The Project Gutenberg EBook of The Book of the Thousand Nights and a Night
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Title: The Book of the Thousand Nights and a Night -- Volume 03 part 2 [Supplement]

Author: Richard F. Burton

Release Date: April 29, 2020 [EBook #61974]

Language: English

Character set encoding: UTF-8


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Thousand Nights and a Night

Shammar Edition

Limited to one thousand numbered sets, of which this is

Number ____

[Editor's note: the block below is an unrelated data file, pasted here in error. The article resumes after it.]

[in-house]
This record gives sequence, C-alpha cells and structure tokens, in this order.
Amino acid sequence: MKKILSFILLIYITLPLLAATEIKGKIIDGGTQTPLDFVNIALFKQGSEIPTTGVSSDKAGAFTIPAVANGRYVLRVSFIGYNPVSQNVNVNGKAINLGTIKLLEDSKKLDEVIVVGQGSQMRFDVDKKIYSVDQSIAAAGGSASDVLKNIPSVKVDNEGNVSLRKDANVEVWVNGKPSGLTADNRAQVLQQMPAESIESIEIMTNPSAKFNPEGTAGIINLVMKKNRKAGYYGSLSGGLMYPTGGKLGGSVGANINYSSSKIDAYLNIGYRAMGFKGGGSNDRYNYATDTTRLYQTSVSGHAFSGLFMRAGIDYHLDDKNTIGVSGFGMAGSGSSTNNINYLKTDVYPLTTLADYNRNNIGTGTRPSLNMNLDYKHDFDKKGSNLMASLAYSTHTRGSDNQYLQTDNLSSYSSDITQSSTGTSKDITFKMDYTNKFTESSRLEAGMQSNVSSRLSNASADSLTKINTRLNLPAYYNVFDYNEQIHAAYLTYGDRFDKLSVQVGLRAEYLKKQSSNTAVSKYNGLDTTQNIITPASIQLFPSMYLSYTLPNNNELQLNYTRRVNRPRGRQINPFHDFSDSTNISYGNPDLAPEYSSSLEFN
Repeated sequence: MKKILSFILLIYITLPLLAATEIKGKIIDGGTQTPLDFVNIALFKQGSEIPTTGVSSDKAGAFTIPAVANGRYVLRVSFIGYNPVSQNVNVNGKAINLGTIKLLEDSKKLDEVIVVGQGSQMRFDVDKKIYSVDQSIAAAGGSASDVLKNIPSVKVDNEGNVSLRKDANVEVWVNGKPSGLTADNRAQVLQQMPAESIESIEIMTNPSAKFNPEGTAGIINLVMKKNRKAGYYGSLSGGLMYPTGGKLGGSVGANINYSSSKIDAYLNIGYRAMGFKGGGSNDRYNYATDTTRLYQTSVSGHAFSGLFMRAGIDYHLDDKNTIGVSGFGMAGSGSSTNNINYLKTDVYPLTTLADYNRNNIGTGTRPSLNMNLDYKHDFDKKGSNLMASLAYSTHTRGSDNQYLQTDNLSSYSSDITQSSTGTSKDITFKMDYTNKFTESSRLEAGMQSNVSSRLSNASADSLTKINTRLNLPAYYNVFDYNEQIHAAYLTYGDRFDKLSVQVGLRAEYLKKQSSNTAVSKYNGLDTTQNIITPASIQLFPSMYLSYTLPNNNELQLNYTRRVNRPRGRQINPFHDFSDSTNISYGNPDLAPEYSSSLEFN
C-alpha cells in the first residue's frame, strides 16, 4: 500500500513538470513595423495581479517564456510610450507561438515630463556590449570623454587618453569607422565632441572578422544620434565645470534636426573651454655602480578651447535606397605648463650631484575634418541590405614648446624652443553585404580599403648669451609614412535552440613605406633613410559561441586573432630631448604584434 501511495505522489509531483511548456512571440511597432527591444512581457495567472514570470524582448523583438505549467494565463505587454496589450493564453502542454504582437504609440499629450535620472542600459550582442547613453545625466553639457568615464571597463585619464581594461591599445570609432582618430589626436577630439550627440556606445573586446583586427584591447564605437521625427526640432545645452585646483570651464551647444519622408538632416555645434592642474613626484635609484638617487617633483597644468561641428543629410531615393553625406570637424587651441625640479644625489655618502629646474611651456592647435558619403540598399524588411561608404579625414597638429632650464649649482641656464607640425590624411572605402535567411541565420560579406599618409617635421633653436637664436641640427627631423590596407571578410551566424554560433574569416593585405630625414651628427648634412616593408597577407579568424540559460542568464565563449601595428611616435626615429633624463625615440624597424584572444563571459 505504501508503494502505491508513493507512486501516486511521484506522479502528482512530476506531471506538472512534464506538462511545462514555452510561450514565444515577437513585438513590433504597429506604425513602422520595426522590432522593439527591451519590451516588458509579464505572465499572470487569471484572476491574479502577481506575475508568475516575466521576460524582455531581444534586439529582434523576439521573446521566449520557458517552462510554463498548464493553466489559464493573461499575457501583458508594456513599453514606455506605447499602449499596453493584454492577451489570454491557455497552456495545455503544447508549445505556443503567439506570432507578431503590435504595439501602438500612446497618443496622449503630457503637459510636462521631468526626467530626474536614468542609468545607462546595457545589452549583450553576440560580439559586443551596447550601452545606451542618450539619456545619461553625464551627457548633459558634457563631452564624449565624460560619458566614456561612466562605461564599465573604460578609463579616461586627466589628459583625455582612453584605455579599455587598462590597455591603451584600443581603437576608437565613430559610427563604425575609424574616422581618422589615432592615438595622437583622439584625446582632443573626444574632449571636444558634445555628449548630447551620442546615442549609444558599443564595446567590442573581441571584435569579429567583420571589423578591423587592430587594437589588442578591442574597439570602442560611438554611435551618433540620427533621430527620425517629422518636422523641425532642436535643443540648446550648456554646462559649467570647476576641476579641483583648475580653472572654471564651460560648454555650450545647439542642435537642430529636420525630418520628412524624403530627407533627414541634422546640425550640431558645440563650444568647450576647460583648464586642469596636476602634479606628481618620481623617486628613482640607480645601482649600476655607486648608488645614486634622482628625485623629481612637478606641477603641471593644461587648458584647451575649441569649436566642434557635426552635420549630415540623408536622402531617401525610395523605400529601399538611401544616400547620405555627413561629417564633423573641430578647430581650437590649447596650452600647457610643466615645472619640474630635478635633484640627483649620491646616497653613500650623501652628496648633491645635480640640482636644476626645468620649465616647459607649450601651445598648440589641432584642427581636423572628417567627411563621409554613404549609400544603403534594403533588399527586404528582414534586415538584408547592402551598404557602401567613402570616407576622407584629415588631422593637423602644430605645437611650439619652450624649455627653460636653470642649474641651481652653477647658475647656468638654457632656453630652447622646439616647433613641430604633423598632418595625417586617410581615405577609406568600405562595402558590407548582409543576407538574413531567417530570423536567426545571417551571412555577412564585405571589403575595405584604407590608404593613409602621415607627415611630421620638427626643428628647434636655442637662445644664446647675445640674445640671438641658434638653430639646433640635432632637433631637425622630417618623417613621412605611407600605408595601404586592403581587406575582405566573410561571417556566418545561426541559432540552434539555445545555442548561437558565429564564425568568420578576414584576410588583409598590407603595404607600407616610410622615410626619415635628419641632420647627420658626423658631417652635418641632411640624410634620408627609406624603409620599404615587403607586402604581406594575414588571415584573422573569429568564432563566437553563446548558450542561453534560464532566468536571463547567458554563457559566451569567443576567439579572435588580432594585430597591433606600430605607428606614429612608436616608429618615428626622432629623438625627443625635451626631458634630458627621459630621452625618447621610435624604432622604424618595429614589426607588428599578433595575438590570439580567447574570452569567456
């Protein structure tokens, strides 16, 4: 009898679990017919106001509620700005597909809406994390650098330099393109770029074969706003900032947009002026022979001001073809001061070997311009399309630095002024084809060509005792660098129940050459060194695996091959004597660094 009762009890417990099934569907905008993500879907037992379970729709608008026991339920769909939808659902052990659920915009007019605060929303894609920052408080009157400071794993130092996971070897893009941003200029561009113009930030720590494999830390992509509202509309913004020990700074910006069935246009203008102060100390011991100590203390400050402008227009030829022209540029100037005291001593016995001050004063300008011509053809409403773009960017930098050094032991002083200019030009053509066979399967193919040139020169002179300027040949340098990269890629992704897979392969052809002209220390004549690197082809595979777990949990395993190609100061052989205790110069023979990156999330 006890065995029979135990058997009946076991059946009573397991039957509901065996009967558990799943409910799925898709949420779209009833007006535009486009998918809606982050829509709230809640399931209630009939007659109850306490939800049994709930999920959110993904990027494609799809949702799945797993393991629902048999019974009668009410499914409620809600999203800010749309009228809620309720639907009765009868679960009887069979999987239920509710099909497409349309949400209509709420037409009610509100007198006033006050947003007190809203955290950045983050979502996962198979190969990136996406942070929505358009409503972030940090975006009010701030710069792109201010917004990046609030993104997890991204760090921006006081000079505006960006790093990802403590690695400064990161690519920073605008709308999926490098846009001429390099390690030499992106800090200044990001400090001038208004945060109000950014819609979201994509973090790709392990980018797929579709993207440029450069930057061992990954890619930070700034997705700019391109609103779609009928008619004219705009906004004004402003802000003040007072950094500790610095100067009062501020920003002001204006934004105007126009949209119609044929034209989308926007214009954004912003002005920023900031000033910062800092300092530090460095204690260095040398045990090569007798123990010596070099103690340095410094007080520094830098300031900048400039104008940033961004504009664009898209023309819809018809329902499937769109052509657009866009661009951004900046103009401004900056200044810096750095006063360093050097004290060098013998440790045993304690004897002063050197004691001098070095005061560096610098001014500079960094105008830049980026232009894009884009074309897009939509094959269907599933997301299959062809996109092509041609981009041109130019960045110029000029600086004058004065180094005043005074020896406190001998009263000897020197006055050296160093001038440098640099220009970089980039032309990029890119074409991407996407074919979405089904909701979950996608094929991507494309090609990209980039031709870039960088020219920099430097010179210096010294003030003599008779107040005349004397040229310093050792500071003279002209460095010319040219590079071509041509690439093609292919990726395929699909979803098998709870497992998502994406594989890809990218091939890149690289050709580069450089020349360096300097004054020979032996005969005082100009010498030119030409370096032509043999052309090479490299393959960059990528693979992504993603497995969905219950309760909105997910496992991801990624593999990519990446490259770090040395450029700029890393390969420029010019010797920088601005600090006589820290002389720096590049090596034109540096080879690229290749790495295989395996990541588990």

I have heard, O auspicious King, that the Caliph Harun al-Rashid was one night wakeful exceedingly and when he rose in the morning restlessness gat hold of him. Wherefore all about him were troubled for that “Folk aye follow Prince’s fashion;” they rejoice exceedingly with his joy and are sorrowful with his sorrows albeit they know not the cause why they are so affected. Presently the Commander of the Faithful sent for Masrúr the Eunuch, and when he came to him cried, “Fetch me my Wazir, Ja’afar the Barmaki, without stay or delay.” Accordingly, he went out and returned with the Minister who, finding him alone, which was indeed rare, and seeing as he drew near that he was in a melancholic humour, never even raising his eyes, stopped till his lord would vouchsafe to look upon him. At last the Prince of True Believers cast his glance upon Ja’afar, but forthright turned away his head and sat motionless as before. The Wazir descrying naught in the Caliph’s aspect that concerned him personally, strengthened his purpose and bespake him on this wise, “O Commander of the Faithful, wilt thine Highness deign suffer me to ask whence cometh this sadness?” and the Caliph answered, with a clearer brow, “Verily, O Wazir, these moods have of late become troublesome to me, nor are they to be moved save by hearing strange tales and verses; and, if thou come not hither on a pressing affair, thou wilt gladden me by relating somewhat to dispel my sadness.” Replied the Wazir, “O Commander of the Faithful, my office compelleth me to stand on thy service, and I would fain remind thee that this is the day appointed for informing thyself of the good governance of thy capital and its environs; and this matter shall, Inshallah, 308divert thy mind and dispel its gloom.” The Caliph answered, “Thou dost well to remind me, for that I had wholly forgotten it; so fare forth and change thy vestments while I do the same with mine.” Presently the twain donned habits of stranger merchants and issued out by a private postern of the palace-garden, which led them into the fields. After they had skirted the city, they reached the Euphrates’ bank at some distance from the gate opening on that side, without having observed aught of disorder; then they crossed the river in the first ferry-boat they found, and, making a second round on the further side, they passed over the bridge that joined the two halves of Baghdad-town. At the bridge-foot they met with a blind old man who asked alms of them; and the Caliph turned about and crossed his palm with a dinar, whereupon the beggar caught hold of his hand, and held him fast, saying, “O beneficent man, whoso thou ever may be, whom Allah hath inspired to bestow an alms upon me, refuse not the favour I crave of thee, which is, to strike me a buffet upon the ear, for that I deserve such punishment and a greater still.” After these words he quitted his hold of the Caliph’s hand that it might smite him, yet for fear lest the stranger pass on without so doing he grasped him fast by his long robe.——And as the morn began to dawn Shahrazad held her peace till